Patient preference for treatment assignment was not measured before randomization, and this may have played a role in outcome. Some studies, however, suggest that treatment preferences in RCTs may not significantly affect outcome [78]. In addition, Steidtmann et al. [79] indicate that patient preference may act as a moderator, but in unexpected ways. For example, in their study, individuals expressing a preference for medication treatment of depression and then received such treatment had higher attrition rates than those who had not expressed such a preference receiving that treatment. Individuals' past psychotherapy and medication treatment histories and illness belief models are additional factors that affect patient preference. Hence, although the relationship between patient preference and outcome is complex, it would have been useful to have collected initial preference prior to randomization in order to assess potential effects.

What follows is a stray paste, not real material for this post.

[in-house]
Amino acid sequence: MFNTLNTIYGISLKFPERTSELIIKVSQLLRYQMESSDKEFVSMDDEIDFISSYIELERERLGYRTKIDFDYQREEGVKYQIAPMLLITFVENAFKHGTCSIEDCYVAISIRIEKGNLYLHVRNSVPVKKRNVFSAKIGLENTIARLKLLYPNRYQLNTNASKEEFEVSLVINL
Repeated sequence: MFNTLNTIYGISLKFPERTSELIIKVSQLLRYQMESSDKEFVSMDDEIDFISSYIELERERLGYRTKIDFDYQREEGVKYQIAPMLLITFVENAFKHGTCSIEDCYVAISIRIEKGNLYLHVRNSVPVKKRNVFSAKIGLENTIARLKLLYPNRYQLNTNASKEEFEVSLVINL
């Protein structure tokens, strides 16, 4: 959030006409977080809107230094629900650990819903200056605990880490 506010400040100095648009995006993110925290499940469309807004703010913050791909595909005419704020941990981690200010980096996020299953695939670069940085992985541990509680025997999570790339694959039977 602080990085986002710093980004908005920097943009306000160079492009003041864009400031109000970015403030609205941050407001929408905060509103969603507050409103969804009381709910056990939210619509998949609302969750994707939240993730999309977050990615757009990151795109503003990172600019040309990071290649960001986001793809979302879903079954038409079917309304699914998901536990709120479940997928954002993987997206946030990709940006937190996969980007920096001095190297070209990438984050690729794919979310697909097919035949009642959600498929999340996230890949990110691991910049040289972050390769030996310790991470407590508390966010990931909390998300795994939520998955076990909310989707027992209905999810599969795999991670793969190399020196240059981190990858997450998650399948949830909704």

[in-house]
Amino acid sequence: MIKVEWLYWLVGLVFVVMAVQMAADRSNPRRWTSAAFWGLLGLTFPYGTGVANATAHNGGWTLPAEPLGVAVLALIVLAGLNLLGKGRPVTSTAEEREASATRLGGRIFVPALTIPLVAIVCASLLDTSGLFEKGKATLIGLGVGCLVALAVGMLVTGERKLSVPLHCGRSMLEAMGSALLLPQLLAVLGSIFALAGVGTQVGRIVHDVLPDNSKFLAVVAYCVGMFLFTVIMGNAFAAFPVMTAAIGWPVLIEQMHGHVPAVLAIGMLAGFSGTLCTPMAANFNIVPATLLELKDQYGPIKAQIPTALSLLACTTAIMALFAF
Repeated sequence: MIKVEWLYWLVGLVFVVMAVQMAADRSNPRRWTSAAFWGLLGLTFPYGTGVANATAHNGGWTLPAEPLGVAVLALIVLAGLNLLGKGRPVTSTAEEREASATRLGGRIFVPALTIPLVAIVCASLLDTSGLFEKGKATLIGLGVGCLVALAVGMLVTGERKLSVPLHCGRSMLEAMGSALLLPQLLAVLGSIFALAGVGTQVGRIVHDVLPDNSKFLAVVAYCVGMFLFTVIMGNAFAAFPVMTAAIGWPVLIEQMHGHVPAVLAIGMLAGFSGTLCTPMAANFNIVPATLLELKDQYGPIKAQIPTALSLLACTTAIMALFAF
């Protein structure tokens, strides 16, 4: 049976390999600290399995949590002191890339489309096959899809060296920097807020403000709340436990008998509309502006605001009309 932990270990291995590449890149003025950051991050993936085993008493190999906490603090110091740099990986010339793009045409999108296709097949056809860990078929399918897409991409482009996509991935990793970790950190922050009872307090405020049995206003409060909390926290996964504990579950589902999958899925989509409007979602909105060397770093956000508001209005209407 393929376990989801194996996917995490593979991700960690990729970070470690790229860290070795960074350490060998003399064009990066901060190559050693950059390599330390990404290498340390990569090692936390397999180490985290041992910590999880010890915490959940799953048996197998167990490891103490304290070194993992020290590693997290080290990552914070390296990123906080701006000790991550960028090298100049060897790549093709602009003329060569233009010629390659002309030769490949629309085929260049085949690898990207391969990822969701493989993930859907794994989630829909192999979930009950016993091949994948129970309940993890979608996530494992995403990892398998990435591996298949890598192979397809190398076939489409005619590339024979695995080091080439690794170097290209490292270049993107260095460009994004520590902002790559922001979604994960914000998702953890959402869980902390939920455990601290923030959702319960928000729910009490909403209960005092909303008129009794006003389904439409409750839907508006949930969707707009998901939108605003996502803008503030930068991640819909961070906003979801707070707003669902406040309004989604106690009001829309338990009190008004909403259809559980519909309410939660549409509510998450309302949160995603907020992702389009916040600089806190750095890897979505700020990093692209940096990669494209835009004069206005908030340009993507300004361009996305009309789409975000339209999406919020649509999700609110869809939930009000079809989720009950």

In summary, MBCT appears to have specific effects that make it a useful treatment for patients with TRD. Many depressed individuals are interested in learning nonpharmacological and empowering approaches to control their illness. Moreover, in contrast to the suggestion that actively depressed patients could not concentrate well enough to utilize MBCT [37], our findings did not support this belief. Subsequent papers will describe the changes in brain function associated with MBCT and HEP. The suffering related to TRD is pervasive, long lasting and challenging. New approaches such as MBCT for augmentation of medication management may play an important role in the therapeutic armamentarium.

The NIH/NCCAM funded this study with grant No. R01AT004572. The authors would like to thank the research staff of Lauren Erickson, Christa Hogan, Natalie Holbrook and George Dugan, the research participants, and consultant Dr. Ian Gotlib.

All authors report no conflict of interest.